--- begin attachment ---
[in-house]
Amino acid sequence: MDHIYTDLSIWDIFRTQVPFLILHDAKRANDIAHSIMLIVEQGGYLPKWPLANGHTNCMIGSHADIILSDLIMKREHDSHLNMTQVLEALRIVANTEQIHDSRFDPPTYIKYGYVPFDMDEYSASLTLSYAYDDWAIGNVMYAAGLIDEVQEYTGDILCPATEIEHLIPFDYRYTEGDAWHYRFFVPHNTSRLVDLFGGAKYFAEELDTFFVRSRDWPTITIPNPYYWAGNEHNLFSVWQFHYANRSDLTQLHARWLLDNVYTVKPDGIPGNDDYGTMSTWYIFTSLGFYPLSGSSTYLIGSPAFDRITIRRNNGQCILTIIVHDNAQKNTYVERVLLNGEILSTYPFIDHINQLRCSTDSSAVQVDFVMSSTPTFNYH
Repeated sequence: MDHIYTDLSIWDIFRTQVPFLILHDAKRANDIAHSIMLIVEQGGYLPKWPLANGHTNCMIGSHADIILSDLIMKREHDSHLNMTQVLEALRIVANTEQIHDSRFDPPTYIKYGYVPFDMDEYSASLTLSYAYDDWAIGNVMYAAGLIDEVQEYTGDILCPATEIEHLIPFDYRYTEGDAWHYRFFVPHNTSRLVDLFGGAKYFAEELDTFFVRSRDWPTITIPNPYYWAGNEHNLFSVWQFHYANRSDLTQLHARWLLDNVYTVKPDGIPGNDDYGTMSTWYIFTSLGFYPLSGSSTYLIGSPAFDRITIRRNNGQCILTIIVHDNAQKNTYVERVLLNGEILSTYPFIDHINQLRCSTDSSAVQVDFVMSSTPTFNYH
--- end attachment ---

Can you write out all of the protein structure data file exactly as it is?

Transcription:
[in-house]
Amino acid sequence: MDHIYTDLSIWDIFRTQVPFLILHDAKRANDIAHSIMLIVEQGGYLPKWPLANGHTNCMIGSHADIILSDLIMKREHDSHLNMTQVLEALRIVANTEQIHDSRFDPPTYIKYGYVPFDMDEYSASLTLSYAYDDWAIGNVMYAAGLIDEVQEYTGDILCPATEIEHLIPFDYRYTEGDAWHYRFFVPHNTSRLVDLFGGAKYFAEELDTFFVRSRDWPTITIPNPYYWAGNEHNLFSVWQFHYANRSDLTQLHARWLLDNVYTVKPDGIPGNDDYGTMSTWYIFTSLGFYPLSGSSTYLIGSPAFDRITIRRNNGQCILTIIVHDNAQKNTYVERVLLNGEILSTYPFIDHINQLRCSTDSSAVQVDFVMSSTPTFNYH
Repeated sequence: MDHIYTDLSIWDIFRTQVPFLILHDAKRANDIAHSIMLIVEQGGYLPKWPLANGHTNCMIGSHADIILSDLIMKREHDSHLNMTQVLEALRIVANTEQIHDSRFDPPTYIKYGYVPFDMDEYSASLTLSYAYDDWAIGNVMYAAGLIDEVQEYTGDILCPATEIEHLIPFDYRYTEGDAWHYRFFVPHNTSRLVDLFGGAKYFAEELDTFFVRSRDWPTITIPNPYYWAGNEHNLFSVWQFHYANRSDLTQLHARWLLDNVYTVKPDGIPGNDDYGTMSTWYIFTSLGFYPLSGSSTYLIGSPAFDRITIRRNNGQCILTIIVHDNAQKNTYVERVLLNGEILSTYPFIDHINQLRCSTDSSAVQVDFVMSSTPTFNYH